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Many children have difficulty saying the TH sound. I will teach you how to make the TH sound so you can better teach your child in the next section.
Below is a pictures of what TH should look like:
To learn how to make the TH sound we must know what each articulator (tongue, teeth, breath, jaw, and voice) does.
Tongue: The tongue sticks out “slightly” past the teeth
Teeth: Top and bottom teeth rest lightly on tongue
Jaw: Jaw is stable with teeth aligned
Breath: There is a continuous airflow
Voice: TH has 2 sounds. One is voiced and the other is voiceless. For voiced “th”, the voice box is turned on (i.e., the). For voiceless “th”, the voice box is turned off (i.e., through). To know if you are using your voice, touch your neck and say "the." You should feel a “buzz” in your throat. Now say "through" while touching your throat. You should feel nothing since you are not using your voice.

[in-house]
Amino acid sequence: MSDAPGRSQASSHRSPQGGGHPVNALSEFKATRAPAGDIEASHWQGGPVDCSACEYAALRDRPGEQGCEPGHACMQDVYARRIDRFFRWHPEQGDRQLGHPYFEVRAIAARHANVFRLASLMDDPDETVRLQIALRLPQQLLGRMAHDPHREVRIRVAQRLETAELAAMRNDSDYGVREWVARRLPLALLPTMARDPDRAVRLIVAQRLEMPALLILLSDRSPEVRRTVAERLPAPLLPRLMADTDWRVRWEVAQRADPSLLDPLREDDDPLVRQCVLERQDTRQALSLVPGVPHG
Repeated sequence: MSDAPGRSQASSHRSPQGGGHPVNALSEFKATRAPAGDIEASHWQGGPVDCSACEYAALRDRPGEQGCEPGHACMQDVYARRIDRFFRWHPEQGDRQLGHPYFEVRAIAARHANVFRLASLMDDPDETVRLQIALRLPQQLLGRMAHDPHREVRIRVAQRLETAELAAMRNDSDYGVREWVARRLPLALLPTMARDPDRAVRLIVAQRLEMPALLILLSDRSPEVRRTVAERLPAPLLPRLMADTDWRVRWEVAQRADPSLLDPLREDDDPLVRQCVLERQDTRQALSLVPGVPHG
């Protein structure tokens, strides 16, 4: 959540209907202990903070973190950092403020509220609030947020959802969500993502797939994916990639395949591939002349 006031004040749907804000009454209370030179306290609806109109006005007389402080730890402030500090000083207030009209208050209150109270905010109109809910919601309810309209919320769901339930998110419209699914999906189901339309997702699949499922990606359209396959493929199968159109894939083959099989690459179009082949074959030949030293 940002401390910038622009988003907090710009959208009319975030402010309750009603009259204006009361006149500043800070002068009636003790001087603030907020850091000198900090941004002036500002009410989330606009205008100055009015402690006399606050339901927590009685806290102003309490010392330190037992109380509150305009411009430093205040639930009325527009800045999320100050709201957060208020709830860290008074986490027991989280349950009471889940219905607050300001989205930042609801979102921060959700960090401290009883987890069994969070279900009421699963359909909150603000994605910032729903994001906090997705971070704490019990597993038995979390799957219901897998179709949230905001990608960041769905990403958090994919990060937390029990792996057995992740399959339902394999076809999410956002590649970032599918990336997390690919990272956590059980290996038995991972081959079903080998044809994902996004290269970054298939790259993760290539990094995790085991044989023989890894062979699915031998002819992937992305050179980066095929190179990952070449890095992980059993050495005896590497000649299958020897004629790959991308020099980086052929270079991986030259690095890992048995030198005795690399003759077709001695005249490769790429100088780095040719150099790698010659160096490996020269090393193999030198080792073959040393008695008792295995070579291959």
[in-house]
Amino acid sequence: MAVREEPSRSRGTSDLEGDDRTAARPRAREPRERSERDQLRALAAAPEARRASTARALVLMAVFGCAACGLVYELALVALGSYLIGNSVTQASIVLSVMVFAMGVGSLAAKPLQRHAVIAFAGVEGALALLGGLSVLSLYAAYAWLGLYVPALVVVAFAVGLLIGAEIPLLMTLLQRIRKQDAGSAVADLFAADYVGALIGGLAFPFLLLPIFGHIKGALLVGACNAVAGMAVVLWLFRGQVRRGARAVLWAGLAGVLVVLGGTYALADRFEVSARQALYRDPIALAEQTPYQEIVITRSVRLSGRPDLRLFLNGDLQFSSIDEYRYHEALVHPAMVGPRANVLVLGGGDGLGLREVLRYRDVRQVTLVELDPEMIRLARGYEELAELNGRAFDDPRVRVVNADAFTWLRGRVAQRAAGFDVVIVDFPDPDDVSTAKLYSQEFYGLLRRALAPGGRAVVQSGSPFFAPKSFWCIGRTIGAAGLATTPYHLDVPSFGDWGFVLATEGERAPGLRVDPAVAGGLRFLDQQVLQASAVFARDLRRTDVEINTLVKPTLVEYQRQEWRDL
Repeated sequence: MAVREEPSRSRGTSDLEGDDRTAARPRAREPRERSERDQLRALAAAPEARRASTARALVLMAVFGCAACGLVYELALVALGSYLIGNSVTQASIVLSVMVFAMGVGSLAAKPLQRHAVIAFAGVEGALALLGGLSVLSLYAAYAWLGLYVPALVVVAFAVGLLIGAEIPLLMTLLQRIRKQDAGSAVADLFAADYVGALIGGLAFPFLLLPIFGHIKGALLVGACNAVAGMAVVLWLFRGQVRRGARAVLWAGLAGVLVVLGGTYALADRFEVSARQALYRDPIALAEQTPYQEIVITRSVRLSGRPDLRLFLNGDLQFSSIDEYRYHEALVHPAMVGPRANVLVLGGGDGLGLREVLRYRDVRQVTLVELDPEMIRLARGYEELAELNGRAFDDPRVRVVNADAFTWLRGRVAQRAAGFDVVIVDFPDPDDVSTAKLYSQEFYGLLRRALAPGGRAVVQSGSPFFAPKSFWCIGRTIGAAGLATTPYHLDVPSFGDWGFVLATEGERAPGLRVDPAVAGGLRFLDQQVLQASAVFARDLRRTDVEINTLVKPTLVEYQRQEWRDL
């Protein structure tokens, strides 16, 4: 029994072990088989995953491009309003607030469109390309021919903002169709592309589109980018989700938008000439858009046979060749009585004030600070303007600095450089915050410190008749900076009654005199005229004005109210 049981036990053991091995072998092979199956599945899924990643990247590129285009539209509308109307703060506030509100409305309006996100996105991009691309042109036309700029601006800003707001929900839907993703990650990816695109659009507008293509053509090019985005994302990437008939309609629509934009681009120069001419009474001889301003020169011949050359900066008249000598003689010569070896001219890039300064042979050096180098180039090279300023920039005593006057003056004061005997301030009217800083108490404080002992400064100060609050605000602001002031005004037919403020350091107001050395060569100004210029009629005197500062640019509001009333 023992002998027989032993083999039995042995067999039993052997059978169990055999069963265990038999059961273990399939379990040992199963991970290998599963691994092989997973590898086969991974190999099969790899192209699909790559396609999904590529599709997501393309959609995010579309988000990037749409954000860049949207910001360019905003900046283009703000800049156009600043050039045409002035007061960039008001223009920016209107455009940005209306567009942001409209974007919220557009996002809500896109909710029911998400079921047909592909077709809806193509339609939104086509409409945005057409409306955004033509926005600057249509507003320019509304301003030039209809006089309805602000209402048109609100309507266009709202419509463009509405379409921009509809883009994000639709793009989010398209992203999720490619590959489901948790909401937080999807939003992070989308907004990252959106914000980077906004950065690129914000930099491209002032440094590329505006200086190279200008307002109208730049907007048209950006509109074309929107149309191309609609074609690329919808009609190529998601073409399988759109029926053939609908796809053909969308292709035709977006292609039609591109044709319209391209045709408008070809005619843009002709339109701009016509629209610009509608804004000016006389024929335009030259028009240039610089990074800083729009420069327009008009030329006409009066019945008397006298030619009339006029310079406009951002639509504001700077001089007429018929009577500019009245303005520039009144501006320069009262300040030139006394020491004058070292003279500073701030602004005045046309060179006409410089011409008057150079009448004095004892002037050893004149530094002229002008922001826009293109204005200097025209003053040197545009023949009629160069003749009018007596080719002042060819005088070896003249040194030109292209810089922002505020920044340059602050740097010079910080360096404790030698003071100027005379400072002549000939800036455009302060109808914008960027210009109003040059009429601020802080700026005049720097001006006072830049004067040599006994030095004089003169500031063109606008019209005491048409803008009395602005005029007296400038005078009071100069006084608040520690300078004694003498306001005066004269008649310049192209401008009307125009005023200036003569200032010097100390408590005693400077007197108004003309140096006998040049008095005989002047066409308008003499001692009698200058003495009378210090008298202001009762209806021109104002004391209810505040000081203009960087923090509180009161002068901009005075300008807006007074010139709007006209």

How to use this section:
I will introduce all cues that I find helpful. Please read and become familiar with each one. You will not use all of them. Instead, when you are ready to start practicing, you will try a few and figure out which ones are most helpful for your child. Most likely, you will use a combination of a few. Please refer back to this section as needed!
Speech therapists use a variety of cues during therapy including tactile (touch), verbal (words), and visual (visual models/mirrors) to elicit a correct sound production. Below are the most useful cues for TH.
Now that your know how to say TH and what cues are helpful, head over to Teach TH to start practicing with your child.
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